2.An opportunity to become others-focused.
It may be the first time your child has been left out, but it almost certainly won’t be the last. We all, at one time or another, know what it is like to be rejected, uninvited, or lonely. These are unpleasant experiences in an unkind world. But they are also blessings in disguise. As parents we can turn these experiences into valuable teaching opportunities to help our children peel their eyes off themselves and live to serve God and others. Let’s help our children use the experience of being left out to look out for others instead. Feeling rejected can, with help from Dad and Mom, make them more sensitive to others who are lonely. They can learn how to reach out to the loner and show compassion to the outcast. The question is not, “will I be included today?” but “who can I include for God’s glory today?” Being left out is an opportunity to experience the blessings of serving others (Is. 58:10, Pr. 11:25).
3.An opportunity to escape the fool.
Every Christian parent wants his or her child to grow up to be a godly young man or woman. But sometimes we secretly (or not so secretly) want them to be popular too. If we learn anything from Scripture and experience, however, it is that popularity and godliness don’t often mix too well. Few adults can handle the headiness of popularity and fame, much less so children. It is a test of prosperity few can pass with flying colors. Nowhere in Scripture are we commanded to raise popular children or commended for wanting to do so. Instead, we are told to raise wise children who stay far away from the fool (Prov. 14:7). If the companion of fools comes to harm, then being rejected or left out by said fools spares your child (and you) all kinds of grief and consequences (Prov. 13:20). If our children are left out, we have to ask ourselves: do we really want them to fit in with that group in the first place? Far better that our children have no friends at all than have foolish friends. In other words, rebellion is worse than rejection. Of course we aren’t trying to raise loners. Godly friendship is a gift and we want to cultivate and encourage wise and helpful friendships for our children. But it is our job as parents to guide them toward friends who will point them to Christ. Any distance we can put between our children and the fool is a blessing from God.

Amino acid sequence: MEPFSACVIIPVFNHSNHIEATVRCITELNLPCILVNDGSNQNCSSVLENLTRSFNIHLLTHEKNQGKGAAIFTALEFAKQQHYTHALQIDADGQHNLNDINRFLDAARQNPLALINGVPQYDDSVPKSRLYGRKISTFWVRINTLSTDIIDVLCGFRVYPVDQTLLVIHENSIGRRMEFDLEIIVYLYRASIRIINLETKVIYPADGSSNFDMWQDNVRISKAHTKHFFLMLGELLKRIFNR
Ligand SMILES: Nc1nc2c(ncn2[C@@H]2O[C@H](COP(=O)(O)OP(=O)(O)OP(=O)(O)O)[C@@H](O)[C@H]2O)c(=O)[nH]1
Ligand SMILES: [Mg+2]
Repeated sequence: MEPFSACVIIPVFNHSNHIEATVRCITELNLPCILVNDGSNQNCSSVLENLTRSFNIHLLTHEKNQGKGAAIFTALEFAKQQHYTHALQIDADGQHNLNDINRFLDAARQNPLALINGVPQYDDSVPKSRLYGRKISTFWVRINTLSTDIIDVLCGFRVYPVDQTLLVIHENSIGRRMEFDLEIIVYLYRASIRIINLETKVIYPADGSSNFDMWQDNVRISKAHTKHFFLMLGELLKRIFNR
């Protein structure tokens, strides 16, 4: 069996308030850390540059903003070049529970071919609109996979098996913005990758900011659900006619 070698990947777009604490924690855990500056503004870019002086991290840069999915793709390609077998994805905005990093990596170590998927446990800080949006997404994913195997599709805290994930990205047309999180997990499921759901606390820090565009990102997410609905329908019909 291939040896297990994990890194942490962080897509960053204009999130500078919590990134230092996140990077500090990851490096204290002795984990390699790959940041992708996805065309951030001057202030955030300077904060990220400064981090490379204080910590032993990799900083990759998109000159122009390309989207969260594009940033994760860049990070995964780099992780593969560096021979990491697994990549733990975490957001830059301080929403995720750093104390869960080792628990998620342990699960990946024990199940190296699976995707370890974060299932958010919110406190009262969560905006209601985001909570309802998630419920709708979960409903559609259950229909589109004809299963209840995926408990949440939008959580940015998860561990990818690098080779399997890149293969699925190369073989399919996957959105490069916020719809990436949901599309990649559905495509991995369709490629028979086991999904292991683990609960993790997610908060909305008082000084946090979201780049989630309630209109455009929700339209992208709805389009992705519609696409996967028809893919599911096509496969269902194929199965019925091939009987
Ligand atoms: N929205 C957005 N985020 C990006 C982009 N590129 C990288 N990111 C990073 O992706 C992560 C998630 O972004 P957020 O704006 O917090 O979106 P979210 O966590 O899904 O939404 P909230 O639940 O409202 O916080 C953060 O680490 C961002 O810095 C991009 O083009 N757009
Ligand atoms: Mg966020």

4.An opportunity to draw closer to God and family.
So often, God uses loss in our lives to draw us to himself. The same is true for our children. When our children are well liked and comfortable and have all their hearts’ desire, they don’t often have a hunger for God’s Word or his presence. It is when those things are taken away that they often (by the Spirit of God) are drawn to repentance and faith in Jesus Christ (Ps. 119:67). As parents, we must point the way. We must tell our children that God is using this trial to call them to himself and encourage them to seek his face. Also, seize the opportunity to strengthen family relationships. I’m so grateful for the way my parents insisted that my siblings and I always look out for each other. “Friends will come and go” they said, “but you will always have your family.” You may not have that relationship with your own parents or siblings but you have an opportunity, by the grace of God, to create a family where that is the case. Fill the empty social calendar with more family time. Eat meals together and make memories and have fun together. Teach your children to rally around and support each other. This doesn’t make all the pain go away, but it does make your home a haven from the pain.
5.An opportunity to learn courage.
More and more each day we realize that we are parenting our children through great cultural changes. The world they are growing up in is far different than it was ten or twenty years ago, and we must prepare our children to engage a hostile world with the gospel in a way that is loving and winsome but also bold and wise. Our goal is to raise, as John Ensor once put it, “non-conformists”: children who do not conform to this world but who are transformed by the renewal of their minds (Rom. 12:2). Being left out teaches our children how to stand alone. It teaches them what it means to live without the affirmation of others but solely on the truth of God’s Word. We have a tremendous gospel opportunity when our kids get left out. In fact, we should want them to get left out if the ticket to “fit in” is disobedience to God’s Word.
To seize these gospel opportunities we must be sympathetic and understanding toward our children. We must enter into our children’s pain before we can lead them to see the gracious opportunities it provides. “Those kids may have meant evil against you,” we can tell them, “but God meant it for good” (Gen 50:20).